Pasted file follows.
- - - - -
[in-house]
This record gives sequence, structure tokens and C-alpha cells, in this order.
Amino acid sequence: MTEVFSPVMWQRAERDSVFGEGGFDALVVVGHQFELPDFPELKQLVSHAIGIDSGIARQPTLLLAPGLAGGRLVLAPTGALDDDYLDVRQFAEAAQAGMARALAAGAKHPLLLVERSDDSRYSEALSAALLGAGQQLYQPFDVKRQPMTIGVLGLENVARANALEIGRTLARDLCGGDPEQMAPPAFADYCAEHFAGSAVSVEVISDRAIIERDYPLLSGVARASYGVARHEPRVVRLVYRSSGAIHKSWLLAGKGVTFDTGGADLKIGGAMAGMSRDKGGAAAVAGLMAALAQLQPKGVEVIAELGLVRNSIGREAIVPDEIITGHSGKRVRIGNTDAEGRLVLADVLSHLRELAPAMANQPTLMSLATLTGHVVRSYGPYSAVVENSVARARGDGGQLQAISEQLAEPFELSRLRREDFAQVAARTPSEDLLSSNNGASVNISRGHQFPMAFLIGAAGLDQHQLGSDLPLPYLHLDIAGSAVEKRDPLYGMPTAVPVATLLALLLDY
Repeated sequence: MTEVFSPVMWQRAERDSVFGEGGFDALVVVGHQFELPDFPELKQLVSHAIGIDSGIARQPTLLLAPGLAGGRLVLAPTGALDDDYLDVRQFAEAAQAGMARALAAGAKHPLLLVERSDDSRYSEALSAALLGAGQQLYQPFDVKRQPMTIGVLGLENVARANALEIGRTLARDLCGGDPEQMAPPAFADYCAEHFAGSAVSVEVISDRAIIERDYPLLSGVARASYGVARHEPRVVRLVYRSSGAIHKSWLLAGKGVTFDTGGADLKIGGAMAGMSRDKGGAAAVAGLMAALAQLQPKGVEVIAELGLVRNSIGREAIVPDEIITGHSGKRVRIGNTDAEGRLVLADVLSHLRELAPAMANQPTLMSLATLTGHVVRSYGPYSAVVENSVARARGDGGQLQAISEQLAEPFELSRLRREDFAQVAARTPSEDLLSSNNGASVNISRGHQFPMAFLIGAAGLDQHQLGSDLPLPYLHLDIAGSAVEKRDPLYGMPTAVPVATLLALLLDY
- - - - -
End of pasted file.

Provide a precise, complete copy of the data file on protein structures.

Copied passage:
[in-house]
This record gives sequence, structure tokens and C-alpha cells, in this order.
Amino acid sequence: MTEVFSPVMWQRAERDSVFGEGGFDALVVVGHQFELPDFPELKQLVSHAIGIDSGIARQPTLLLAPGLAGGRLVLAPTGALDDDYLDVRQFAEAAQAGMARALAAGAKHPLLLVERSDDSRYSEALSAALLGAGQQLYQPFDVKRQPMTIGVLGLENVARANALEIGRTLARDLCGGDPEQMAPPAFADYCAEHFAGSAVSVEVISDRAIIERDYPLLSGVARASYGVARHEPRVVRLVYRSSGAIHKSWLLAGKGVTFDTGGADLKIGGAMAGMSRDKGGAAAVAGLMAALAQLQPKGVEVIAELGLVRNSIGREAIVPDEIITGHSGKRVRIGNTDAEGRLVLADVLSHLRELAPAMANQPTLMSLATLTGHVVRSYGPYSAVVENSVARARGDGGQLQAISEQLAEPFELSRLRREDFAQVAARTPSEDLLSSNNGASVNISRGHQFPMAFLIGAAGLDQHQLGSDLPLPYLHLDIAGSAVEKRDPLYGMPTAVPVATLLALLLDY
Repeated sequence: MTEVFSPVMWQRAERDSVFGEGGFDALVVVGHQFELPDFPELKQLVSHAIGIDSGIARQPTLLLAPGLAGGRLVLAPTGALDDDYLDVRQFAEAAQAGMARALAAGAKHPLLLVERSDDSRYSEALSAALLGAGQQLYQPFDVKRQPMTIGVLGLENVARANALEIGRTLARDLCGGDPEQMAPPAFADYCAEHFAGSAVSVEVISDRAIIERDYPLLSGVARASYGVARHEPRVVRLVYRSSGAIHKSWLLAGKGVTFDTGGADLKIGGAMAGMSRDKGGAAAVAGLMAALAQLQPKGVEVIAELGLVRNSIGREAIVPDEIITGHSGKRVRIGNTDAEGRLVLADVLSHLRELAPAMANQPTLMSLATLTGHVVRSYGPYSAVVENSVARARGDGGQLQAISEQLAEPFELSRLRREDFAQVAARTPSEDLLSSNNGASVNISRGHQFPMAFLIGAAGLDQHQLGSDLPLPYLHLDIAGSAVEKRDPLYGMPTAVPVATLLALLLDY